How To Answer A Compare And Contrast Essay Question: Tips And Tricks

Though professors usually tend to provide you with specific guidelines on your paper, there are some basic things you can apply to each paper of this type. This guide will teach you the basics of a compare and contrast essay.

What is the difference between compare and contrast and how do you write a paper on it.

Compare and contrast assignments are one of the most popular essay types. You will study two concepts/ events/ objects. What you will do with them in your paper will depend on what modification of this essay type you select.

  1. Compare. Depending on what your professor will expect from you or your personal decision, you will need to find out either similarities or both similarities and differences of the described objects.
  2. Contrast. Writing this type you will need to focus only on differences.

Keep this in mind and do not mix these types up. If you are not sure which one you shall use for your paper, ask your professor, if they have any specific preferences. If not, feel free to take the angle you like the most.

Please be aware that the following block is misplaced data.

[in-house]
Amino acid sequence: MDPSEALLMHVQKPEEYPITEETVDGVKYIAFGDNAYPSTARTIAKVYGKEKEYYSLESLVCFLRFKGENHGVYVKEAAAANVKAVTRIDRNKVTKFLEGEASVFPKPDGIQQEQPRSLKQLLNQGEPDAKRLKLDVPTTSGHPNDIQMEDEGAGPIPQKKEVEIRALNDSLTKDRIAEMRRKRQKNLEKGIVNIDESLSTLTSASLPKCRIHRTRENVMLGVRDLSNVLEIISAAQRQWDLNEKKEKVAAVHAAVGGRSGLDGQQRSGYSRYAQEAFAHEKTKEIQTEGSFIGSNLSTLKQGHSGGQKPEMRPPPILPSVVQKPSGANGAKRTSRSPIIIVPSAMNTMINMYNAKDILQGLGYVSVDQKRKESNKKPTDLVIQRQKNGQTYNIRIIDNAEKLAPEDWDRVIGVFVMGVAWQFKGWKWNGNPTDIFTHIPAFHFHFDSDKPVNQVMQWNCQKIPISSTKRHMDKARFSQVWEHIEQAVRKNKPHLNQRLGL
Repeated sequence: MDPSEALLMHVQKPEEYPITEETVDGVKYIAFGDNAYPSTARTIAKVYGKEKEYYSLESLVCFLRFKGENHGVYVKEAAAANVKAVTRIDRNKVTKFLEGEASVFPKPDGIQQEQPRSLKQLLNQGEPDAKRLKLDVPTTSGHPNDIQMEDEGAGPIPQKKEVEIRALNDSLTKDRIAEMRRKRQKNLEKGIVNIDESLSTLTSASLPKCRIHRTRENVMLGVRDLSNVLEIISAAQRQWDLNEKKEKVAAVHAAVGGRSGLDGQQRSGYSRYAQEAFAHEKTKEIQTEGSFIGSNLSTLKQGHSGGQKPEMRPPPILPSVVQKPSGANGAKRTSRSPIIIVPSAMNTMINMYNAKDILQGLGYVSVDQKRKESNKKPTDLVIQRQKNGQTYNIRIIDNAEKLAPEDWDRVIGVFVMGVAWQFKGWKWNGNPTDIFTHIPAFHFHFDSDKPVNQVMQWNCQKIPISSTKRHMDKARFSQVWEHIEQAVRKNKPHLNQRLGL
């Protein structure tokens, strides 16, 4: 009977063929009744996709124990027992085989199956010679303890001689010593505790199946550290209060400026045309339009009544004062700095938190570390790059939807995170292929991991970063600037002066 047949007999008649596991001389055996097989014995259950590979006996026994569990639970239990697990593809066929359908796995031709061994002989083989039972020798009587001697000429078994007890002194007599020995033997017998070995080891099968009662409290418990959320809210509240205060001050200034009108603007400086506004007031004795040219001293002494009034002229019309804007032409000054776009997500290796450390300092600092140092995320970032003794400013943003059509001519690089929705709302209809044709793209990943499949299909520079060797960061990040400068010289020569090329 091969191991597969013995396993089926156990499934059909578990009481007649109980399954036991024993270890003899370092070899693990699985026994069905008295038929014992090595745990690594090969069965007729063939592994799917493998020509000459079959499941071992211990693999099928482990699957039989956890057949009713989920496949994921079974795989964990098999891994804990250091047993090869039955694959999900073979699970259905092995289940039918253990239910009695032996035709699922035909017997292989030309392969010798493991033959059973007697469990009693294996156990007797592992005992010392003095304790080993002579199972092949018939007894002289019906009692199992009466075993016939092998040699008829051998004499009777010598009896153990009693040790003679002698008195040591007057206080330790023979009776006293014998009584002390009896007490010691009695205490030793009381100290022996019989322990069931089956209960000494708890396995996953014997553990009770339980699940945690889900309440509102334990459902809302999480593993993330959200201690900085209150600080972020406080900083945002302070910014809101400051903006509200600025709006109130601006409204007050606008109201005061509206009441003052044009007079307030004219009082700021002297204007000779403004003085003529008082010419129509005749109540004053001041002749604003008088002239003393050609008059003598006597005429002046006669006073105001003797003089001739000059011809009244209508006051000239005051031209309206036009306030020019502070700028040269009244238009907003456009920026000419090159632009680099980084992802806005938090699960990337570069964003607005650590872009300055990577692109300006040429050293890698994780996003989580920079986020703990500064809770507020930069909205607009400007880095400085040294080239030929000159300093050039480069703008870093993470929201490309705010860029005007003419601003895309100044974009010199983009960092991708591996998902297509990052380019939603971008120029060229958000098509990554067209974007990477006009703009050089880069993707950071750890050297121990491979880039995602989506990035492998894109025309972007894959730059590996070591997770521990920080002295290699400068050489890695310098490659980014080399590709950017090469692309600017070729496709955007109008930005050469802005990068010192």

How do I make my compare/ contrast paper acceptable?

Here are a few tips on how to make a paper even on a boring topic an outstandable material.

  • Take a new angle on the problem. Show people an insight they have never taken before. Bring something new to the discussion.
  • Focus on your objects. Your paper is about them and only about them. Don't allow yourself to distract on general opinions.
  • Give advantage to one of the objects. There is supposed to be a goal in your paper, make it stating your personal opinion, based on the comparison, on which object is better.

How do I organize my essay?

Even if you are writing about the same thing, there a few ways to organize your arguments.

  1. Blocks.This way you will descrive the first concept in full and then go to the next one. At the end you shall include the conclusion, based on your arguments. This type of organization is better, when the concepts do not have any comparison points and absolutely nothing in common
  2. Points. You need to arrange your arguments one by one – one for the first object, then one for the second. This way you can make instant comparison, based on a single comparison issue and then combine them in your conclusion.